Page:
It’s the first full week members of Congress get to work with a President Trump.
House and Senate Republicans plan to huddle with Trump and Vice President Pence this week at their annual retreat in Philadelphia.
The new president is expected to address Republicans during the retreat as the party tries to chart a path forward on repealing and replacing the Affordable Care Act.
Speaker Paul RyanPaul Davis RyanNo time for the timid: The dual threats of progressives and Trump Juan Williams: Pelosi shows her power Cheney takes shot at Trump: 'I like Republican presidents who win re-election' MORE (R-Wis.) said at a CNN town hall this month that the GOP will “definitely” act on ObamaCare within Trump’s first 100 days in office, through the end of April.
Such a promise is drawing skepticism, however, from Democrats who spent 2009 and 2010 drafting legislation and corralling votes to pass ObamaCare. Even fellow Republicans worry about the wisdom of a strategy to rush ahead to repeal the law without a replacement ready.
Sen. Bob CorkerRobert (Bob) Phillips CorkerCheney set to be face of anti-Trump GOP How leaving Afghanistan cancels our post-9/11 use of force The unflappable Liz Cheney: Why Trump Republicans have struggled to crush her MORE (R-Tenn.), asked if it was unclear who was “running” the GOP repeal effort, quickly replied: “Right. I agree.”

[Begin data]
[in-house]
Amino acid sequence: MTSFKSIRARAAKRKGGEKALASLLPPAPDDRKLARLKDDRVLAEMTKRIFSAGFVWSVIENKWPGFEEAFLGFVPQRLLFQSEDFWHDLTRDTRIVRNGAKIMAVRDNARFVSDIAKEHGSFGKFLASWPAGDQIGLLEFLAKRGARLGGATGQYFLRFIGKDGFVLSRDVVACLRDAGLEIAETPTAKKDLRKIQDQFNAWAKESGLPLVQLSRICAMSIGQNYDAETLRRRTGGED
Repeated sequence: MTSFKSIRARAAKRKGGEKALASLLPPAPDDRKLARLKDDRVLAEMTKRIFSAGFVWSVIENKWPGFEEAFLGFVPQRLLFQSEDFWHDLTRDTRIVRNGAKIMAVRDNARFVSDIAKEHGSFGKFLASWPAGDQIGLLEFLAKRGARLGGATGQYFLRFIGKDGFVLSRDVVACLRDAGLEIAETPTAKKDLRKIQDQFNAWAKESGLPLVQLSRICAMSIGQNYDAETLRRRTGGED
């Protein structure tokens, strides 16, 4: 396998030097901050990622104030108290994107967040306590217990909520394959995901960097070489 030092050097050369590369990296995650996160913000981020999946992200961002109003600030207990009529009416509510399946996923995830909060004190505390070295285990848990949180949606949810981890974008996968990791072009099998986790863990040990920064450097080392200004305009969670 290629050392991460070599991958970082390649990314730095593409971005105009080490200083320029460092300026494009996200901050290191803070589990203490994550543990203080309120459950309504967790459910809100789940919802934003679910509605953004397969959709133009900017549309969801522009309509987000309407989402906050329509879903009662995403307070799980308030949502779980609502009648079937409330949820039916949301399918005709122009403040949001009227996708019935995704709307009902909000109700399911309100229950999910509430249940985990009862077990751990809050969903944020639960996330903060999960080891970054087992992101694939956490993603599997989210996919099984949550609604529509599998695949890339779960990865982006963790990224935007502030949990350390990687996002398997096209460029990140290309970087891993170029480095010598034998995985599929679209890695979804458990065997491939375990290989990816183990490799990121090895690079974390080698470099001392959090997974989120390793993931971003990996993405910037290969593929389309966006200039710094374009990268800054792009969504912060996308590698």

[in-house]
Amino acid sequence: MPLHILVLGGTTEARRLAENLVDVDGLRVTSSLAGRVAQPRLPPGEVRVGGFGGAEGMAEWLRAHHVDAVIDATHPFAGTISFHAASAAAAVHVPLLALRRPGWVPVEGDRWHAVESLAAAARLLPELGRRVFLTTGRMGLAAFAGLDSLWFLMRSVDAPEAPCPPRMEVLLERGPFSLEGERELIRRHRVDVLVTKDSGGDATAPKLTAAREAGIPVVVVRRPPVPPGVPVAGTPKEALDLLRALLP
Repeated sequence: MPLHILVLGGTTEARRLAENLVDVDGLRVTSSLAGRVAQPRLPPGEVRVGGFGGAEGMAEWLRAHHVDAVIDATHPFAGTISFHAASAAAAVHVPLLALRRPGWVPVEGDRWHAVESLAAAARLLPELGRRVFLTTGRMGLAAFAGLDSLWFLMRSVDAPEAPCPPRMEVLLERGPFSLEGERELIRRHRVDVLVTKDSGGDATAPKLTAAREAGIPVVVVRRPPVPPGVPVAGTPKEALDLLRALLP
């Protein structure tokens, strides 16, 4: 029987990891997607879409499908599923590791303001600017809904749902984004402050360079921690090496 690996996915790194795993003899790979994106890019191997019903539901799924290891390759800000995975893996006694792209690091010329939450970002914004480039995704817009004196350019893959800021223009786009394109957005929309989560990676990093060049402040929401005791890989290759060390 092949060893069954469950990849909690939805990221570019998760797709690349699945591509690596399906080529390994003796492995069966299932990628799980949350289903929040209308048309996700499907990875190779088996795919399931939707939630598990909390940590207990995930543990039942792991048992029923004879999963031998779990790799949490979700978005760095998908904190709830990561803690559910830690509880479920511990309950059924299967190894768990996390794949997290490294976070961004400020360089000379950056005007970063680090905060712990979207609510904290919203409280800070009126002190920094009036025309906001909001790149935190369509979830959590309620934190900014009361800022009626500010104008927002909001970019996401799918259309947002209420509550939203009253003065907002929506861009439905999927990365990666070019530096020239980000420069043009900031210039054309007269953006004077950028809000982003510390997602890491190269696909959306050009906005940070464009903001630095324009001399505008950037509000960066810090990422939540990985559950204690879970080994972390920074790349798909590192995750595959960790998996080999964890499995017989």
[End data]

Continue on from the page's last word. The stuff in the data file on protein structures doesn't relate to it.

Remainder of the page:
He acknowledged that until Rep. Tom Price (R-Ga.) is confirmed to lead the Department of Health and Human Services, “you’re probably going to hear a lot of mixed messages.”
Trump and congressional Republicans also want to push ahead with proposals to reform the tax code, encourage infrastructure investment and provide taxpayer funding to build a wall along the Mexican border.
Neither Trump nor GOP lawmakers have outlined how they would fulfill Trump’s campaign pledge, which includes making Mexico pay for the wall.
Meanwhile, some Senate Republicans, including Sens. John CornynJohn CornynMental health: The power of connecting requires the power of investing Senators call for Smithsonian Latino, women's museums to be built on National Mall Cornyn says he 'would be surprised' if GOP tries to unseat Sinema in 2024 MORE (Texas) and Jeff FlakeJeffrey (Jeff) Lane FlakeRubio vows to slow-walk Biden's China, Spain ambassador nominees Senate confirms Thomas Nides as US ambassador to Israel Flake, Cindy McCain among latest Biden ambassadors confirmed after delay MORE (Ariz.), have signaled for Trump to take a broader approach that includes fencing and increased surveillance and technology along the border.